Sun 01 November 2015

Power of Enums in Java

It comes sporadically that one has to implement a state machine for a project. Be it a benchmarking tool, or an authentication backend, or a Markov chain generator, it boils down to having a variable in one state, moving to another on certain action. In some of the cases, it might be quite useful to probabilisticaly move among states. There are many ways to implement such behaviour, but I found one really elegant, using Enums in Java.

The process outlined in this post will create a probabilistic, weighted state machine. This means that one could assign weights to states, and these weights will be used to determine the next state to switch to from the current state. I will rely on Enums, because they are elegant, they behave as classes, and the best of all, the system guarantees there won’t be multiple copies of the same state.

To make the process easier to follow, let’s assume we want to build a filesystem benchmark, where we issue different operations to a single file.

Since we deal with weighted probabilities, we first need an interface:

private interface WeightedChoice
{
    public int getWeight();
}

Then, we’ll implement the states as an implementation of WeightedChoice interface. We pass the weight in the constructor (unfortunately, one can’t define that via interfaces). To get the probabilities, the system will sum up all the weights given during the creation of the states.

private enum FileOperation implements WeightedChoice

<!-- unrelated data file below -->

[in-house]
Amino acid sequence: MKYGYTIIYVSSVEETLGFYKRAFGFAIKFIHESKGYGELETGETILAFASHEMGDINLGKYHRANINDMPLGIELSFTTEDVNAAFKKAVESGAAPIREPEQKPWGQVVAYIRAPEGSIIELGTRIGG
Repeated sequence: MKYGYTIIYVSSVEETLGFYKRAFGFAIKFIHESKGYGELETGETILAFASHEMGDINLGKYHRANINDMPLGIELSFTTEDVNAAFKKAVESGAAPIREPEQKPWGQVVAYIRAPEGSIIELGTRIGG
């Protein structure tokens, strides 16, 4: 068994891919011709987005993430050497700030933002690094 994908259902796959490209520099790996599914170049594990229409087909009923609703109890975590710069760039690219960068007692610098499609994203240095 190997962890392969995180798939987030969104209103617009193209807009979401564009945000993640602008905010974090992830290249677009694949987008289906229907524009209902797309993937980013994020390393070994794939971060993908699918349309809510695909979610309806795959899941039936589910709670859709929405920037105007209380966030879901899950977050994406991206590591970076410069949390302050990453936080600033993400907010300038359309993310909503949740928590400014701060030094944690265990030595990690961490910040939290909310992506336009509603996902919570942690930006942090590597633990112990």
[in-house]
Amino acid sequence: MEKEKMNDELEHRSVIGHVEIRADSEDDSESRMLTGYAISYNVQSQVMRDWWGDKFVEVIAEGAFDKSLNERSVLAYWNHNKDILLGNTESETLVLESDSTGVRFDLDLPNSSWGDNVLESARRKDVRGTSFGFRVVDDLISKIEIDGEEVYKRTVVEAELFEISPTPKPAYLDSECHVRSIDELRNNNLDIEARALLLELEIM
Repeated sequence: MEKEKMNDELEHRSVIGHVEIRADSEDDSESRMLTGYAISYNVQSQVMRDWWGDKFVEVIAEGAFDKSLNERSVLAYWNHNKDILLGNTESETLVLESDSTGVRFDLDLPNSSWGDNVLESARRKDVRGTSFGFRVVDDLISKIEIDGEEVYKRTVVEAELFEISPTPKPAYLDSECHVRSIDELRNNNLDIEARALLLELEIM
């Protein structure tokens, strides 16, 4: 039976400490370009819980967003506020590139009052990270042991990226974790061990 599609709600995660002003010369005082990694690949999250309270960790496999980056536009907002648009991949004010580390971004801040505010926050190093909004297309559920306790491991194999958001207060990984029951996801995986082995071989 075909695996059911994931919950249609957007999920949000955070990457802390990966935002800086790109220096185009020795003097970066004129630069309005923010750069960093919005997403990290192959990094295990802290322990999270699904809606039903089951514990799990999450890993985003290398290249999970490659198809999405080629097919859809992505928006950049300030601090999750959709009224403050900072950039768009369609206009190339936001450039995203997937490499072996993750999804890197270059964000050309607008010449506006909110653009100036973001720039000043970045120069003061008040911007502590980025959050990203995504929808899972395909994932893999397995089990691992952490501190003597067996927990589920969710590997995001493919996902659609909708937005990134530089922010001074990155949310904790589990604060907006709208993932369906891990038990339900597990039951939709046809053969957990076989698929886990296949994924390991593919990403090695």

{
    CREATE(10), // doesn't make much sense...
    EXISTS(5),
    READ(50),
    WRITE(20),
    GETATTR(10)
    DELETE(5);

    private int weight;

    private FileOperation(int weight)
    {
        this.weight = weight;
    }

    public int getWeight()
    {
        return weight;
    }
}

Et voila!

Now, the code that deals with the selection is a bit involved, but straightforward:

public static <T extends Enum<? extends T> & WeightedChoice> T choose(Class<T> clazz)
{
    return choose(ImmutableList.copyOf(clazz.getEnumConstants()));
}

public static <T extends Enum<? extends T> & WeightedChoice> T choose(List<T> from)
{
    final ThreadLocalRandom random = ThreadLocalRandom.current();
    final int[] stack = new int[from.size()];

    int weight = 0;
    int pos = 0;
    for (WeightedChoice elem : from)
    {
        weight += elem.getWeight();
        stack[pos++] = weight;
    }
    int x = random.nextInt(weight);
    for (int i = stack.length - 1; i >= 0; i--)
    {
        if (x > stack[i])
        {
            return from.get(i + 1);
        }
    }
    return from.get(0);
}

The above code will give us some state from the list (with the given probability distribution), but it can’t be used to create something like a Markov chain, where the next state depends on the current one. How to do that is a topic for another blog post.